Two congressionally mandated transportation commissions — one in 2008 and one earlier this year — have recommended raising gas taxes as the most practical solution for making up projected declines in revenue over the next several years. The most recent commission also recommended moving to a system that would use GPS technology to tax motorists based on the number of miles they drive as the best long-term revenue solution.
Either step is expected to be politically difficult.
DeFazio said the administration’s plan risks tens of thousand of jobs because contractors need cash commitments beyond 18 months for major, multiyear construction projects.
LaHood acknowledged his plan will be unpopular with some lawmakers and transportation interest groups.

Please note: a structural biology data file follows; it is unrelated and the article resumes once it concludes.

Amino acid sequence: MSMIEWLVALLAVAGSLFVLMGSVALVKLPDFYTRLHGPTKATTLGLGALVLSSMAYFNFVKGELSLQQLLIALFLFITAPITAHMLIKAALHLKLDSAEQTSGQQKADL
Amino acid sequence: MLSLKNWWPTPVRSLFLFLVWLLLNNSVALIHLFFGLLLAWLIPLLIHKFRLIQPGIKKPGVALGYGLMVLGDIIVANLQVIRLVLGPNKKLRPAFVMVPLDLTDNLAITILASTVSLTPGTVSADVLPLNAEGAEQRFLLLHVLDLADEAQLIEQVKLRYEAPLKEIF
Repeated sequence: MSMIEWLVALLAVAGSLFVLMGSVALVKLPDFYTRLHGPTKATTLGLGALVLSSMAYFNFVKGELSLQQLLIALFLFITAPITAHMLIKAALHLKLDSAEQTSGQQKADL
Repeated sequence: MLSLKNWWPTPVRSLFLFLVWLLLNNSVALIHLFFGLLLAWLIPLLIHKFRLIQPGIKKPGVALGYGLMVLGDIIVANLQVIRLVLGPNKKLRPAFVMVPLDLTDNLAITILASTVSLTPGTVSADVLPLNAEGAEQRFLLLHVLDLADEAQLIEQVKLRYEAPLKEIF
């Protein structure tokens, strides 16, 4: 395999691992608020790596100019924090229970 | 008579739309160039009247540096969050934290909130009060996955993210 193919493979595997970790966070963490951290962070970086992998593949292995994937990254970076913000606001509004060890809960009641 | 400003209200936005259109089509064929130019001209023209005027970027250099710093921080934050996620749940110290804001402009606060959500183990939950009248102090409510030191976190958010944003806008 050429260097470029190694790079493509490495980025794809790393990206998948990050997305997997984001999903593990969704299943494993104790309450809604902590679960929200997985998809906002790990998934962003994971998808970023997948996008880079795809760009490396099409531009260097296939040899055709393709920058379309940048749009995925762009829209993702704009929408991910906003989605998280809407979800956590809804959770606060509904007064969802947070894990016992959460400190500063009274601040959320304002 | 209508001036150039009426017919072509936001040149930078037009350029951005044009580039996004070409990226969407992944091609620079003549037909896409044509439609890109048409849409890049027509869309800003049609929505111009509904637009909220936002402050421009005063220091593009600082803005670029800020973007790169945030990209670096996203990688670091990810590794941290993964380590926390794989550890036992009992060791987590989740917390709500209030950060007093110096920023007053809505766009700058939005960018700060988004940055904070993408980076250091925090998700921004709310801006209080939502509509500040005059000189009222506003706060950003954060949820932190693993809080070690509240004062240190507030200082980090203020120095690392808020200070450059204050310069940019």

“With the reality of our fiscal environment and the critical demand to address our infrastructure investments in a smarter, more focused approach, we should not rush legislation,” LaHood said in a statement. “We should work together on a full reauthorization (bill) that best meets the demands of the country. The first step is making sure that the Highway Trust Fund is solvent. The next step is addressing our transportation priorities over the long term.”
Late Breaking Update: Transportation for America(T4America), the ever popular website that has been a great source for reauthorization updates just made available a summary of Rep. Obsertar’s proposed bill (shown below, courtesy of T4America)and a 10 page breakdown of the consolidated/terminated programs. A quick analysis by T4America reveals Oberstar proposal terminates or consolidates 75 federal programs from the program and recommends a consolidation into a “performance based framework”. Read the 17p summary and the 10p breakdown of consolidated/terminated programs now on the T4America blog.